During my first pregnancy, I spent a lot of time being scared out of my mind about giving birth. I was planning on having an unmedicated birth, but I felt genuinely insane for making that choice. In case you're wondering, these are great reasons to hire a doula. A doula — who, in case you're a little lost, is someone who provides non-medical support for laboring women — can help you get through almost anything when you're giving birth (well, aside from some obvious stuff, like the medical part of things).

My husband, bless his heart, did not have any experience with childbirth (I mean, fair), so it seemed ridiculous that I should expect him to know what to do. Sure, we went to prenatal classes together, but for him to remember all the pain management techniques and tips we learned there, he’d have to study like it was the bar exam. Lucky for me, a good friend was studying to become a doula, and needed to assist in a certain number of births before she could be certified. The bonus? She was also a registered massage therapist.

Now, I do want everyone to know that my husband did an amazing job of supporting me during the labor and delivery of both kids. But man oh man, when I was reeling from back labor that first time, my doula was a godsend. Here are a bunch of other times during labor when you'll be so, so glad you decided to have a doula as part of your birth squad:

When She Finds The Perfect Spot On Your Lower Back


Doulas. Know. Their. Sh*t. I mean, I know I kind of got lucky with a doula who happened to also be a massage therapist (score!) but there are certain trigger points that are common during labor. If you took prenatal classes, chances are you learned about those points and forgot them the next day. These ladies remember because it’s their job.

When She Suggests Trying Something You've Never Thought Of Doing, AND IT WORKS


I had such big plans for labor. I had a playlist of high energy songs and one of soulful and meditative songs, neither of which I wanted anything to do with when it actually happened. My labor was fast and furious. I packed essential oils for calming and focusing, which made me want to vomit when I smelled them during labor. But I was not going to “tone.” None of that moaning shit. I would swear. I would joke. I. Would. Not. Moan. Guess what? She had me toning and it absolutely, completely, positively helped.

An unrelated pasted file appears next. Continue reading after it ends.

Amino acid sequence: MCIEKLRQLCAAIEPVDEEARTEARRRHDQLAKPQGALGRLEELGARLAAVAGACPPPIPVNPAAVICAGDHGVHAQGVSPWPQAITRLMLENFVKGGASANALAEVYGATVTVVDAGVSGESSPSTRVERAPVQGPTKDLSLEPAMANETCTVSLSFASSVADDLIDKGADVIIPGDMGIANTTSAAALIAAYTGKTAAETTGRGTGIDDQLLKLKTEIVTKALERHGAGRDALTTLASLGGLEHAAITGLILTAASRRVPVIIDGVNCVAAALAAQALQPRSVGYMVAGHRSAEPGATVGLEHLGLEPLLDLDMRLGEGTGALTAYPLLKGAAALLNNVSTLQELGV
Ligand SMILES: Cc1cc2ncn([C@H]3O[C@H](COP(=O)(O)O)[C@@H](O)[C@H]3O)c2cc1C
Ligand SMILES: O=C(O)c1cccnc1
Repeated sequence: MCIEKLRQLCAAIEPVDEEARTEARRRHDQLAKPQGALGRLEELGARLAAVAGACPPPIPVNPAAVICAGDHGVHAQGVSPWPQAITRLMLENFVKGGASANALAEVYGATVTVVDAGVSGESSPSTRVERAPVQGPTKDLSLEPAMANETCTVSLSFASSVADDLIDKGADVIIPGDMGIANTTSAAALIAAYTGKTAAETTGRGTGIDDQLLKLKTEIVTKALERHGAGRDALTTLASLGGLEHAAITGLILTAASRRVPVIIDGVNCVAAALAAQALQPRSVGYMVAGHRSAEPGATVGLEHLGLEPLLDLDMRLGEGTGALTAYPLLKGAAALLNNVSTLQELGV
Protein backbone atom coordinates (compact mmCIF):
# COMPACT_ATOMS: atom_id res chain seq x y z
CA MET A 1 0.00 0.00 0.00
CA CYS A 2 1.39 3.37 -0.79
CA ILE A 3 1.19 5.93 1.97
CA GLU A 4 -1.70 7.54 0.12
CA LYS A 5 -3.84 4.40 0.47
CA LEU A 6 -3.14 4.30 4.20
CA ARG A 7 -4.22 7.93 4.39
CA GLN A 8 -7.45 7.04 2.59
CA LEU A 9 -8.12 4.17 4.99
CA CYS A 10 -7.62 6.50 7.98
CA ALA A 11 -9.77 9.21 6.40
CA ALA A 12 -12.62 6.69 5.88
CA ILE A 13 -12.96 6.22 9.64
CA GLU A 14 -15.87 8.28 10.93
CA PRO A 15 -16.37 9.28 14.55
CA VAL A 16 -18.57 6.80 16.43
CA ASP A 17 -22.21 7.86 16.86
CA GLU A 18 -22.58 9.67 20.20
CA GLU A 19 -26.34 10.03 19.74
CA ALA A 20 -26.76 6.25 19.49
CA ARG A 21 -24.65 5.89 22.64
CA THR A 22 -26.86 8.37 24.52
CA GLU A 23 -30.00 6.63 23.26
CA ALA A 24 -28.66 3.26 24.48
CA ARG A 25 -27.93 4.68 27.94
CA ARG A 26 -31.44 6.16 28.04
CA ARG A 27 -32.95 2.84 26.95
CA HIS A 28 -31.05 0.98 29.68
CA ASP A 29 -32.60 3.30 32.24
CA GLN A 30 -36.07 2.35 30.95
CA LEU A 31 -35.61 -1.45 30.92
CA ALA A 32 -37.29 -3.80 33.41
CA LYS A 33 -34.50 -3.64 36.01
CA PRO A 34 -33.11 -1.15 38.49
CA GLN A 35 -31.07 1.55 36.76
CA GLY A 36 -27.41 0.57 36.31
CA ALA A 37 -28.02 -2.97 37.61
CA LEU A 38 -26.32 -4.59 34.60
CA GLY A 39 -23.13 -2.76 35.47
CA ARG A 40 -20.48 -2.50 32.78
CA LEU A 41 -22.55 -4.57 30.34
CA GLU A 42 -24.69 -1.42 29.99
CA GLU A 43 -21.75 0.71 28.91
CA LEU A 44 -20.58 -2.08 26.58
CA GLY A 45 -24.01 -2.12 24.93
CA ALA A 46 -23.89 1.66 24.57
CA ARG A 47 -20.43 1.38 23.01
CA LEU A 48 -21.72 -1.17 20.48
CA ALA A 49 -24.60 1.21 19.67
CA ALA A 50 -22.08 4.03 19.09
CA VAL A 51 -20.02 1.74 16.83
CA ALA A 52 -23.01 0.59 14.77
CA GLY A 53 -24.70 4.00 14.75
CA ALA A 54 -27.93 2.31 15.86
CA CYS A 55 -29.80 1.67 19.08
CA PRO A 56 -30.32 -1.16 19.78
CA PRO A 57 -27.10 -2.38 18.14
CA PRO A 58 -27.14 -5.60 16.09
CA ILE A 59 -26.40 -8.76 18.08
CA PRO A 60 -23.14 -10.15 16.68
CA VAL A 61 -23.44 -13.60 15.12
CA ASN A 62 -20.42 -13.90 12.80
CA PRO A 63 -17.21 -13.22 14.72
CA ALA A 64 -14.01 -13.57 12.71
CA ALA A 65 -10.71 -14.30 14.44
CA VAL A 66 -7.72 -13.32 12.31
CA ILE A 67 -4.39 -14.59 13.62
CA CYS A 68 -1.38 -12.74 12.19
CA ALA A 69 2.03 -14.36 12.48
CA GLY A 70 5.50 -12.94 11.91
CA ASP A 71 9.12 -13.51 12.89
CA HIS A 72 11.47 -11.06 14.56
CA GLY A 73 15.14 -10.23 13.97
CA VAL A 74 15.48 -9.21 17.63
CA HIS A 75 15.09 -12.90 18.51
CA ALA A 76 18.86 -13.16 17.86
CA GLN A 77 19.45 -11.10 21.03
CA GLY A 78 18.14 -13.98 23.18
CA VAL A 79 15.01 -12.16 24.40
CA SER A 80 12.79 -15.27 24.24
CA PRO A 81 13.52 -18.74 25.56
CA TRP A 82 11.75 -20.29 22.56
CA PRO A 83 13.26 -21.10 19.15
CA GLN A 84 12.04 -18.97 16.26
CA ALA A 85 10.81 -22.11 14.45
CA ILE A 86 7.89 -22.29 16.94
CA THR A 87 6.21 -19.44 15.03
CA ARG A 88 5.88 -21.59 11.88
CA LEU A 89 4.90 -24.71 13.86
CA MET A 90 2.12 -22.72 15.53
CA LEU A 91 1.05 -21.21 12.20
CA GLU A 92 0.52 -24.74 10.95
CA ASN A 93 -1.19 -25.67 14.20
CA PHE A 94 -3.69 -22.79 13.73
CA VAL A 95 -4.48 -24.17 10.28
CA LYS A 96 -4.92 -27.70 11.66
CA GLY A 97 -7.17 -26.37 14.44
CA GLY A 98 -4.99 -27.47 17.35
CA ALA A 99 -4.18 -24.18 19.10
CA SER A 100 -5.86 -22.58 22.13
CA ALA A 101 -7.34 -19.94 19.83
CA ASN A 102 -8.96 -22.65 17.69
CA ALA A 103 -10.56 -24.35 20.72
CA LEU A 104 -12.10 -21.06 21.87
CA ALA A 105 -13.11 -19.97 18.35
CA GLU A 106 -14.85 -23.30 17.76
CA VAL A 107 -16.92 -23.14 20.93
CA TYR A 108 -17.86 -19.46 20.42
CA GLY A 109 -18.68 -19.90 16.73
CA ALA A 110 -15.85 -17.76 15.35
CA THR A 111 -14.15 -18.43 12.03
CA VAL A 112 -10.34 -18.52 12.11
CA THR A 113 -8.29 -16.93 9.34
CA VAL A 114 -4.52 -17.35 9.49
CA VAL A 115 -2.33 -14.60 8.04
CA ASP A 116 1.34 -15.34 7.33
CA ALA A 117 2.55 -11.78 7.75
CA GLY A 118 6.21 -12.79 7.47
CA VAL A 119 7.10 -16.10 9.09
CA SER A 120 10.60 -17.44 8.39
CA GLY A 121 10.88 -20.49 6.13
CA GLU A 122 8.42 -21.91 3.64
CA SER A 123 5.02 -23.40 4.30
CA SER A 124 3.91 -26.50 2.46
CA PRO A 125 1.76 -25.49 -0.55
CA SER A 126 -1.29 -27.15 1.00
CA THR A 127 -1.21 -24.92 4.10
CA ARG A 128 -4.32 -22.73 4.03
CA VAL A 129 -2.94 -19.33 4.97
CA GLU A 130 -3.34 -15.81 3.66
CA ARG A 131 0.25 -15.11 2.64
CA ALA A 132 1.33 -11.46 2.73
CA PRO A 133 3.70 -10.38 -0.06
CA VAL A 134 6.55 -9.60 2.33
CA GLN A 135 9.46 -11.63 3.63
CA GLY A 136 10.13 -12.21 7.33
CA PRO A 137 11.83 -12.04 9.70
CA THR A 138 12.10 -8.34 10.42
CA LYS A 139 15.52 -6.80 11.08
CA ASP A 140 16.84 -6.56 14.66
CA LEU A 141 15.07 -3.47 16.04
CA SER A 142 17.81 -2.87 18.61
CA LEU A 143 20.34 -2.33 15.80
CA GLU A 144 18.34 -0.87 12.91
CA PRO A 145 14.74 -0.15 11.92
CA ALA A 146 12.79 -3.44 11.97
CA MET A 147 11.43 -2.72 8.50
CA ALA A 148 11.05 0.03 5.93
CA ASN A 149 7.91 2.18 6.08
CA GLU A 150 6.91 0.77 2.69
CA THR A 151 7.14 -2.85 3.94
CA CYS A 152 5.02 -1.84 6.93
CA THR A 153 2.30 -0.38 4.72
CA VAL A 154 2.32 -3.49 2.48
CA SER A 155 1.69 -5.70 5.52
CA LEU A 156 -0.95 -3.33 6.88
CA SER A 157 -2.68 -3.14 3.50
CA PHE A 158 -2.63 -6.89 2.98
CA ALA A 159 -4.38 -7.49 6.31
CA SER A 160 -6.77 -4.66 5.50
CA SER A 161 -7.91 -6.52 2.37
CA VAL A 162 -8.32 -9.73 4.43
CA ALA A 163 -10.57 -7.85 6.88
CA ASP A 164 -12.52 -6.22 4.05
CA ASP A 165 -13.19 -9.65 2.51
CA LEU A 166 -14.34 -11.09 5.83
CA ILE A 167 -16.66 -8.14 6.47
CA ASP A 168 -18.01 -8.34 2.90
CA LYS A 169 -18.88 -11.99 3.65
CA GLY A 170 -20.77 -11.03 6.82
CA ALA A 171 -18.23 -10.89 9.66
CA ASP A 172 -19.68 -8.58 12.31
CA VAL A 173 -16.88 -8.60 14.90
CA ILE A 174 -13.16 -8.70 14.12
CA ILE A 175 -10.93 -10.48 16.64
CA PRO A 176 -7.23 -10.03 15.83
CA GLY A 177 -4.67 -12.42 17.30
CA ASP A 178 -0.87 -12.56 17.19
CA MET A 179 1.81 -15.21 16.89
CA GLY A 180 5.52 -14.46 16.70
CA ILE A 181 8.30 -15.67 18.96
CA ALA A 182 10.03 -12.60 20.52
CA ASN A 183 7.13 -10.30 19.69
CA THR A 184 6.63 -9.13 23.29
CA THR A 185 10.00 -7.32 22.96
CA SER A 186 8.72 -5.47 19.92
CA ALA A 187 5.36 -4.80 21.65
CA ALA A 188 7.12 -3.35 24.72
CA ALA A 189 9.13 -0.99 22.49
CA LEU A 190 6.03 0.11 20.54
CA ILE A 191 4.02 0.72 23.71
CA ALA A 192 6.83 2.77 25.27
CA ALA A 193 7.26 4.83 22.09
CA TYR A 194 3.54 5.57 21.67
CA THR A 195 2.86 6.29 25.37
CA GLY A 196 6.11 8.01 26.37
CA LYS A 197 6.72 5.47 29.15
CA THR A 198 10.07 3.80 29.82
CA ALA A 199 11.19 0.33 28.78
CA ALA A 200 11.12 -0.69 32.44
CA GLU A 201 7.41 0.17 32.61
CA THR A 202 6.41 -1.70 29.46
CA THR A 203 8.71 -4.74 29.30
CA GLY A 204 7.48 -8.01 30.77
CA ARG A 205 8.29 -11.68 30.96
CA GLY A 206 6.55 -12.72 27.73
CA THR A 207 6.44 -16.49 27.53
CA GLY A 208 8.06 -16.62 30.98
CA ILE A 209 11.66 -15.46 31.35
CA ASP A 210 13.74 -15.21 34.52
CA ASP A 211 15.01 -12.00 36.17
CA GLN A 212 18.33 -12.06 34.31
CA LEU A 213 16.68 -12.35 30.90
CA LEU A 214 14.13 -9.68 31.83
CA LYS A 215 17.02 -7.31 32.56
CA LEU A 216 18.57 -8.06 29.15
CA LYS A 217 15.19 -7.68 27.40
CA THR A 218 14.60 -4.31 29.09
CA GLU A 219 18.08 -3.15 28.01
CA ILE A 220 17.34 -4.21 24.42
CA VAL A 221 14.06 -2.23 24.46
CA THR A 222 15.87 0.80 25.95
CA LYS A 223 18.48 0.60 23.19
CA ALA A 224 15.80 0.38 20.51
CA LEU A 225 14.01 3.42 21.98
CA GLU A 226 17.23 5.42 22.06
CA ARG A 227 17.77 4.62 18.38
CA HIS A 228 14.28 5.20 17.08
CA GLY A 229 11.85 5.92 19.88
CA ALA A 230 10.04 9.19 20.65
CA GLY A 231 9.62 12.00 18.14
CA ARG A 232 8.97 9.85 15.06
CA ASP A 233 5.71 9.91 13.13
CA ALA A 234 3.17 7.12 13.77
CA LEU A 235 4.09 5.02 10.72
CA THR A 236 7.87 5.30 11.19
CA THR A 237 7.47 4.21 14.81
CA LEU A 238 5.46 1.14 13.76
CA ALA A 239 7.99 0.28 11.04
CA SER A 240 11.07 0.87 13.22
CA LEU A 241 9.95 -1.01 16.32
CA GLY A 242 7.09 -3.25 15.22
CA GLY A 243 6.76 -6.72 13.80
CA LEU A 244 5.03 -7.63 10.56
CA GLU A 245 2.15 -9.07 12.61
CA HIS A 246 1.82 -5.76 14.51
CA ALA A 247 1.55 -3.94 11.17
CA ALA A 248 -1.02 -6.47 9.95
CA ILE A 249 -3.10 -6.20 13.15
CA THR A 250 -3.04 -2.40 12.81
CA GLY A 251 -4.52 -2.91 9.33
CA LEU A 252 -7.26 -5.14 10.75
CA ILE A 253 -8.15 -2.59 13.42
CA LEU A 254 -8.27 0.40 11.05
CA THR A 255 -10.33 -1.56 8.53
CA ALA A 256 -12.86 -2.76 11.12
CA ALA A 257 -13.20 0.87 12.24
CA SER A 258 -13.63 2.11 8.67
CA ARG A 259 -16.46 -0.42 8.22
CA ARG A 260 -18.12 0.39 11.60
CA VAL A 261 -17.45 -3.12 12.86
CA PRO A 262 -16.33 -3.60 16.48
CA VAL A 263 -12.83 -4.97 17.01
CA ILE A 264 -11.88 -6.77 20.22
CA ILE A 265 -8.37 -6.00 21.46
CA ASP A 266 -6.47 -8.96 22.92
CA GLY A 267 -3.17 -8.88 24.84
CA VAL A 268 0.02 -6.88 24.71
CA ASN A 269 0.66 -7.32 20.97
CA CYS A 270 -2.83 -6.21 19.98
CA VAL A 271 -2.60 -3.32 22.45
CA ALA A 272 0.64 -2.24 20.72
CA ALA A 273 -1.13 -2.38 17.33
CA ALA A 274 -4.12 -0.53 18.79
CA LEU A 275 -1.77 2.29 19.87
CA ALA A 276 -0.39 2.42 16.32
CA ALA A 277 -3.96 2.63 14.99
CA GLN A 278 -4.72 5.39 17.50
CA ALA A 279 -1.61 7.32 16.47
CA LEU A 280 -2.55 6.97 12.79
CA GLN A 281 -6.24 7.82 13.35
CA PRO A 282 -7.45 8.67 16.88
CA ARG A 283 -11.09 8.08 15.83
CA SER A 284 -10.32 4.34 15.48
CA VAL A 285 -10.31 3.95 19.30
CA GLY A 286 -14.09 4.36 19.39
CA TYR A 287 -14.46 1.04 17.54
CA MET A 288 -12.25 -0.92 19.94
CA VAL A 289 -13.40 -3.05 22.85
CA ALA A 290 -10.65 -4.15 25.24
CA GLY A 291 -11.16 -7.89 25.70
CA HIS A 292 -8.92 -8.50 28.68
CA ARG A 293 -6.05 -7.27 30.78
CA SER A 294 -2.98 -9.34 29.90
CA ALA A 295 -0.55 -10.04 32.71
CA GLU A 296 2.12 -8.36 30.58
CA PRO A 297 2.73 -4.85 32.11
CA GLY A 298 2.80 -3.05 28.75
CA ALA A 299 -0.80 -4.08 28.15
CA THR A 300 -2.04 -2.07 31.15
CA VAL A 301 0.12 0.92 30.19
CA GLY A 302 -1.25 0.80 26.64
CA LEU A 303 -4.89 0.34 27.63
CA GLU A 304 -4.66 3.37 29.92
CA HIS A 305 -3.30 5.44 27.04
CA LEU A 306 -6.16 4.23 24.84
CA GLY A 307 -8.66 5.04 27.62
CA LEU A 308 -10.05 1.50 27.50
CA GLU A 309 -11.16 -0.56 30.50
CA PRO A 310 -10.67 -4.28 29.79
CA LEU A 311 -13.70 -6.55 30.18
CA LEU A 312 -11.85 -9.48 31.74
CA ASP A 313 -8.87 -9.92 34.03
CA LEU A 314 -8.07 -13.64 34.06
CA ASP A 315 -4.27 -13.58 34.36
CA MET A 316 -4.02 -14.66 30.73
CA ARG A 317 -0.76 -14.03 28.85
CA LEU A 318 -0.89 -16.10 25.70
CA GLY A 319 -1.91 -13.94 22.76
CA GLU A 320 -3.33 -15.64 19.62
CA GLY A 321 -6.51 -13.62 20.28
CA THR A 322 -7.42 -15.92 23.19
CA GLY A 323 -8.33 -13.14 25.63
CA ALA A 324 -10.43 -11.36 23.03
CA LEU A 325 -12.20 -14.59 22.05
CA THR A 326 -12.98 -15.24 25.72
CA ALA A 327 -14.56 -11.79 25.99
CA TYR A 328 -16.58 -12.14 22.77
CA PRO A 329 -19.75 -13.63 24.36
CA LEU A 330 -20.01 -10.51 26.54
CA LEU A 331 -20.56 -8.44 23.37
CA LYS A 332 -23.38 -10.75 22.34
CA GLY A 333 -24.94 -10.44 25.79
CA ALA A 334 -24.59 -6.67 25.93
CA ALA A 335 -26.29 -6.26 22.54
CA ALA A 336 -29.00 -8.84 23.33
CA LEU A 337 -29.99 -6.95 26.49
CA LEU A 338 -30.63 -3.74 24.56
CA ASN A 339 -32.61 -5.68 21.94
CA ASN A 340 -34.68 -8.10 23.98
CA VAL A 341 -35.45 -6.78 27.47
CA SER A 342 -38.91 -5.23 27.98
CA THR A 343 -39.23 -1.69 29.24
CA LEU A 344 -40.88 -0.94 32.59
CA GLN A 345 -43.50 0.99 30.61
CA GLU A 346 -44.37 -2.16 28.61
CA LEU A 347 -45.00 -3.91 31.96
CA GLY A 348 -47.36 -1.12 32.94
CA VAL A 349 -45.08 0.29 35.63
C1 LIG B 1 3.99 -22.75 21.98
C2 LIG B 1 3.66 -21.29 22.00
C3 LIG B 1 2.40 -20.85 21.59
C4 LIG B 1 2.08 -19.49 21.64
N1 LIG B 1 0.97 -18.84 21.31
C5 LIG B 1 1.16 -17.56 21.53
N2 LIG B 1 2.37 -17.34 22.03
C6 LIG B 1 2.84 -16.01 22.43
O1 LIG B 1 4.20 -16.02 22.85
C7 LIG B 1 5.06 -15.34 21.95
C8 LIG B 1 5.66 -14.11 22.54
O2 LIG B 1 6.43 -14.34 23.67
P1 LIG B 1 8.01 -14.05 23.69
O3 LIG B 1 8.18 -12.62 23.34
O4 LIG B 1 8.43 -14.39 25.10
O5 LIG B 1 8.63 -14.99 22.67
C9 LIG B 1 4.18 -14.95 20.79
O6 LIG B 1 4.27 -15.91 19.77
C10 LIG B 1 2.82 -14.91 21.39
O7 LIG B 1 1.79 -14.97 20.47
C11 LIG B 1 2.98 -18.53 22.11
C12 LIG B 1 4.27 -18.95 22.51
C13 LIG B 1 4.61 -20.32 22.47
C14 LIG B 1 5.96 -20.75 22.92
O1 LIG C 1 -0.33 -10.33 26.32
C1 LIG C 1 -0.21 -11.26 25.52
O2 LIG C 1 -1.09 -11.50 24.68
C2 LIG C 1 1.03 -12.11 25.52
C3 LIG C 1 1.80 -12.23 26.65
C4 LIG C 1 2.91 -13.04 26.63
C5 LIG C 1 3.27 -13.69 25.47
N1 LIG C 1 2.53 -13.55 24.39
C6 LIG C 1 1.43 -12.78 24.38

When She Looks You In The Eye During A Rough Moment And Says, "You Can Do This."


OK, I was all kinds of prepared for my drug-free birth. I read Birthing From Within by Ina May Gaskin and I figured between my husband, my midwives, my doula and I, everything would be just fine. Then it all started happening, and it was way worse than I expected (remember: back labor) and I couldn’t catch my breath between contractions. I started getting really worked up because they pain was so intense and I felt completely out of control. She looked at me, told me I could do it, and in that moment, conveyed so much strength and assuredness that I felt like I really could. And I did.

When She Puts A Straw In Your Water Glass


Because she just knows. Trying to hold a glass with shaky hands is impossible. Trying to sip water at the rate you want, when someone else is holding it is freaking impossible, when you are already highly irritable and in great pain. Nobody else thinks of this, but she does.

When You're Ready To Collapse From Exhaustion And She Gives You A Spoonful Of Honey


Like I said before, it’s her job to think of these things. To say to herself, “Hey! It’s been 4 hours and this beast of a lady hasn’t had a thing to eat. Let’s give her something to energize her without filling her stomach.” And it is liquid gold on your tongue.

When She Steps In To Take Over, Just As Your Partner Is Fading


Listen, having a doula is not about replacing your partner while you’re in labor; it’s about having an extra set of hands. Or an extra brain to think of things that you can’t remember because you’re busy, y'know, having a baby. And it’s about letting your partner do as much as they’re able, and then giving them relief so that you’re not both exhausted when the baby arrives.

When You're Afraid You May Be Hurting Her, And She Assures You You're Not


It’s that moment when you realize how hard you’re squeezing her hand, as a contraction hits, so you release your grip a little. Then she squeezes it back, and you understand that she can handle it. Bless her heart.

When Your Healthcare Providers Start Talking Amongst Themselves And She Goes Over To Join In, So That You'll Know What's Going On Too


Sometimes, you just need someone to advocate for you when you're in labor. Your doula will do that for you, no matter who else is helping you give birth. And they are incredible for taking that on.